Because we are wired to seek pleasure, the changes we make on our own are usually positive — maybe even joyful. We try a new haircut, find a better job, exercise, marry our sweetheart, make babies, remodel the house, etc. We dare to dream.
It’s the uninitiated changes — especially the losses we suffer — that tend to throw us for a loop. We may lose our hair, lose the job, lose our health, lose the spouse to divorce or death, lose the closeness of family as parents die and children leave the nest, or lose the home to foreclosure. Our instincts are to hunker down and nurse our wounds, and our instincts are correct.
Grieving is necessary, but there comes a time to face the new situation and take charge of our changes. And the biggest change we can make, the one that can have the greatest impact on our happiness, is called “rightsizing.”
Ciji Ware offers this definition in her excellent book, Rightsizing Your Life (Springboard Press, 2007, p.4):
Rightsizing… is a conscious, practical, and psychological evolution in the way one lives one’s life, a process that enables people to create new surroundings that will profoundly impact the way they feel and behave. It leads to simplifying, de-cluttering, perhaps even redesigning ones’ environment. It may even prompt a move – either to smaller, more practical quarters or to a home (or homes) that could be larger, but more suited to your needs. The transition will, if executed properly, liberate you from many real-life burdens and free you in ways you cannot now imagine.
At first glance, it seems totally overwhelming. Truth is, we like our ruts. We grow attached to our comfortable habits, even to the point of confusing our habits with who we are. Yet now is the time to re-examine our lives as objectively as possible and ask ourselves, “Does my old life still fit who I am today?” If not, it’s time once more to dare to dream.
In the first part of her book, Ware guides readers through that process in chapters titled, “Am I Ready to Rightsize?”, “Is My Family Ready to Rightsize?”, and “How Long Will It Take to Rightsize My Life?” Part II walks readers through seven “simple” steps of rightsizing. The final chapters are dedicated to the good part: living life to the fullest in your new surroundings.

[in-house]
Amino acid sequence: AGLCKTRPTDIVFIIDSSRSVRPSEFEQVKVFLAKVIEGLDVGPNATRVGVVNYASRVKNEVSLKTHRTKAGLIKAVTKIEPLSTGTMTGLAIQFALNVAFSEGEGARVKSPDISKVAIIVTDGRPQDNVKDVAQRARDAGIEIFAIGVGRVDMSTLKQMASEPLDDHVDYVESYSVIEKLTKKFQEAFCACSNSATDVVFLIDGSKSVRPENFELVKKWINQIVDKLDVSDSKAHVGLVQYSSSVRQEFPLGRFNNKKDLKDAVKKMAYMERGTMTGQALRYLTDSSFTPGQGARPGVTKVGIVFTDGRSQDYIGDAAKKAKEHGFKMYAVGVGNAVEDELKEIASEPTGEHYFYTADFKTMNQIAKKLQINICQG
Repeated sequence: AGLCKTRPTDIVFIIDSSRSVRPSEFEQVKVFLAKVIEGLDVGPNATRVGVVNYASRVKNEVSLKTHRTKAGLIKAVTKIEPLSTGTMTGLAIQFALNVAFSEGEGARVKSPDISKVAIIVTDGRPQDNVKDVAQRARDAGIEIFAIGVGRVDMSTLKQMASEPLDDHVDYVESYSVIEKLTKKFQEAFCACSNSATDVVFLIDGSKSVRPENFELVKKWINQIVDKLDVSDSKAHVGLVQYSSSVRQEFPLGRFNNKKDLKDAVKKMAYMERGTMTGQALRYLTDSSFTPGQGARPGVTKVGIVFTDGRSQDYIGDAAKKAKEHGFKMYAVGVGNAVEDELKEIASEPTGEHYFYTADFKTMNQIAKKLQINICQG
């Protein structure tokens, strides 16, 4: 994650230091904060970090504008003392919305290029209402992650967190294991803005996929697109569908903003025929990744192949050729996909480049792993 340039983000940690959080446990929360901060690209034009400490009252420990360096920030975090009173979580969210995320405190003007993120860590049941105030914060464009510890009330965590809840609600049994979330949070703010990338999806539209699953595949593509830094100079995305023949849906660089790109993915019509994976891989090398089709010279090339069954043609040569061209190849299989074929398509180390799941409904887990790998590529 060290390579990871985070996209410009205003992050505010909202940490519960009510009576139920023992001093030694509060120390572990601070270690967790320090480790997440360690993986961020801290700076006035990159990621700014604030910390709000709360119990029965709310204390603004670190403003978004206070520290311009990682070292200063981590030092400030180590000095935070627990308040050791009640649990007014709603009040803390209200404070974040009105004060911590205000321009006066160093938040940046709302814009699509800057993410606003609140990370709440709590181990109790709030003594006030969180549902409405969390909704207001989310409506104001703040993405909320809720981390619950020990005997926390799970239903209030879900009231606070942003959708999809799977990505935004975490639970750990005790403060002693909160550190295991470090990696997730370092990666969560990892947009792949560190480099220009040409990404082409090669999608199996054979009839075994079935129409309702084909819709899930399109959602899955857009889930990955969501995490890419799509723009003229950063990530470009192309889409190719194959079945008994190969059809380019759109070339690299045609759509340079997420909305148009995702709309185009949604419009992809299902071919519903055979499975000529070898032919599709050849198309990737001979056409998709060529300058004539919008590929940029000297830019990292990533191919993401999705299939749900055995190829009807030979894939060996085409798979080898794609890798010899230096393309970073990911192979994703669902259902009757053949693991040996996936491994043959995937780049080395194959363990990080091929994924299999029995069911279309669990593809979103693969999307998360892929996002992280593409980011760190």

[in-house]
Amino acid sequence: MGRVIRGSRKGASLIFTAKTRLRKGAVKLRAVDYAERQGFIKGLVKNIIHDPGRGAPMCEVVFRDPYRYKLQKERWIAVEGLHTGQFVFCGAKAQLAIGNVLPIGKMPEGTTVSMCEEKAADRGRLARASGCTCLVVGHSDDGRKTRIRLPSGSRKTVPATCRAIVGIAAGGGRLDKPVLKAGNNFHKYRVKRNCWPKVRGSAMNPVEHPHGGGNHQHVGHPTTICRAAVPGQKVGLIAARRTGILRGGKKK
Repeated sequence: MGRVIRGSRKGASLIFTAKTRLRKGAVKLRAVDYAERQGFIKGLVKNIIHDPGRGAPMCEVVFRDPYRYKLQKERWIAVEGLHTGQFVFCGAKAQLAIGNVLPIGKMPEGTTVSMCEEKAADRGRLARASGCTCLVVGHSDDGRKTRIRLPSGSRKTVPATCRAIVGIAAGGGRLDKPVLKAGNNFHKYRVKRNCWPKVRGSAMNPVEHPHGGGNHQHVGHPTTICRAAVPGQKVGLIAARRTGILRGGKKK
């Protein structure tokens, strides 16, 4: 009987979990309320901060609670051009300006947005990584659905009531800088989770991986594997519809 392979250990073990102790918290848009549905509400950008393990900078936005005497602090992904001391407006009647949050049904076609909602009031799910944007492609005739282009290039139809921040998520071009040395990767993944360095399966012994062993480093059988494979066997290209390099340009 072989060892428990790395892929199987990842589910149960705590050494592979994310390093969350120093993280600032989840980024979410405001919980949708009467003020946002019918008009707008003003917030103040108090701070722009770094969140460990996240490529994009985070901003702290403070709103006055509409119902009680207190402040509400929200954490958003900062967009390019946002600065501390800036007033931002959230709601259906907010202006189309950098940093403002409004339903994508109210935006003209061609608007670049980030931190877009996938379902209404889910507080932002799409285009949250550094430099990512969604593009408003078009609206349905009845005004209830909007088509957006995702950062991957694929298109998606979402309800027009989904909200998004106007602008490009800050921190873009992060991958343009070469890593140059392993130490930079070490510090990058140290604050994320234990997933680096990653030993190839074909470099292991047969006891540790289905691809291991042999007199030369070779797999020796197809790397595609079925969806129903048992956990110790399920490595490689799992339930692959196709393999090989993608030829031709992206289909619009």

One area that the book downplays is the financial side of rightsizing. If rightsizing means redesigning, remodeling or removing from your present abode, you will require cash. And cash, especially for seniors on fixed incomes, is not always readily available. While older adults may be sitting on thousands of dollars in home equity, it doesn’t make much sense to take out a line of credit that must be paid back with social security income or pensions.
Fortunately, there is a safer way for those over the age of 62 to tap into the cash they need for rightsizing. Government-backed Home Equity Conversion Loans (HECMs) allow borrowers to get the funds they need to improve their lives without having to pay back the loan until they permanently move from the home. For example, if your rightsizing plan calls for moving to a smaller place, you could first move, then take out an HECM (a safe type of reverse mortgage) on the equity in your new home to help pay down any existing debt, furnish the new place, travel, help your adult children meet their expenses, pay those inevitable taxes, or whatever else you dream of doing.
The best part? Rightsizing with — or without — a reverse mortgage puts you in charge of your own change. And that can be a joyful thing.
For more information, take a peek inside Rightsizing Your Life and read the reviews on Amazon.com. Purchases made through this link benefit ReVisions Resources.